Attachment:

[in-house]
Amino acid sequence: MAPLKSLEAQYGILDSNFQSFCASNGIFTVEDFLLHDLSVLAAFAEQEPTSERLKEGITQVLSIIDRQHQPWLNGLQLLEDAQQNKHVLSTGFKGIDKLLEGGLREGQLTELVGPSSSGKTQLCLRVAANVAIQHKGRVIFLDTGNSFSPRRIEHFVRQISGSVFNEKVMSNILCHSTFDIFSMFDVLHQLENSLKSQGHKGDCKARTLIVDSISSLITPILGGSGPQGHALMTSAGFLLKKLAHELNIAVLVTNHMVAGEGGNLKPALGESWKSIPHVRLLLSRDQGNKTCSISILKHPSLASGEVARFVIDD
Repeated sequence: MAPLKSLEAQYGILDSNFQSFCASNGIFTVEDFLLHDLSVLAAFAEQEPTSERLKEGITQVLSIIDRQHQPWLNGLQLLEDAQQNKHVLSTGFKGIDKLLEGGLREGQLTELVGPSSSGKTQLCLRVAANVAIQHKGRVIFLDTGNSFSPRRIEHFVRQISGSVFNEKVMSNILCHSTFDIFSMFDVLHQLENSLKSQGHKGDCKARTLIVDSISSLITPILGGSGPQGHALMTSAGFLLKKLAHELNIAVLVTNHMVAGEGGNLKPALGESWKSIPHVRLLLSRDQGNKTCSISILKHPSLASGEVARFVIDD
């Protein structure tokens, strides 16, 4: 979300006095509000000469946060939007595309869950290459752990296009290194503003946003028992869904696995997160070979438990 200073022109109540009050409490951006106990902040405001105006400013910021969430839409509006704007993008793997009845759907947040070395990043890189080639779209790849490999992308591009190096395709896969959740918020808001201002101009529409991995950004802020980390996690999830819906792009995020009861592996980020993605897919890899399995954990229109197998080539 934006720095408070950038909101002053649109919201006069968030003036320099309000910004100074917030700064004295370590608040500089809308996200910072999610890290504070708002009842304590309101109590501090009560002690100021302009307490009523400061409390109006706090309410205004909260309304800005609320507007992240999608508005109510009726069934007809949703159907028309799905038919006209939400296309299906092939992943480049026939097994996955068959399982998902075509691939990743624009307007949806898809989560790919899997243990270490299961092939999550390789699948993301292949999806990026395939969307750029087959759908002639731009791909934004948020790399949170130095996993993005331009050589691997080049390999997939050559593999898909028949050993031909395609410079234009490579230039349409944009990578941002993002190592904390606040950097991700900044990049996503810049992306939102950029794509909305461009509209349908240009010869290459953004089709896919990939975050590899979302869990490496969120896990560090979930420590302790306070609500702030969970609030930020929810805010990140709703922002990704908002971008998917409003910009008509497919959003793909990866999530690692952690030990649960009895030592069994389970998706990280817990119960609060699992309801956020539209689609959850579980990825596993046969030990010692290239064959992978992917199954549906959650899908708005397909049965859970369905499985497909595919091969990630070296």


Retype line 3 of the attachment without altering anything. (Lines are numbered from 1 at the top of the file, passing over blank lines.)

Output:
Repeated sequence: MAPLKSLEAQYGILDSNFQSFCASNGIFTVEDFLLHDLSVLAAFAEQEPTSERLKEGITQVLSIIDRQHQPWLNGLQLLEDAQQNKHVLSTGFKGIDKLLEGGLREGQLTELVGPSSSGKTQLCLRVAANVAIQHKGRVIFLDTGNSFSPRRIEHFVRQISGSVFNEKVMSNILCHSTFDIFSMFDVLHQLENSLKSQGHKGDCKARTLIVDSISSLITPILGGSGPQGHALMTSAGFLLKKLAHELNIAVLVTNHMVAGEGGNLKPALGESWKSIPHVRLLLSRDQGNKTCSISILKHPSLASGEVARFVIDD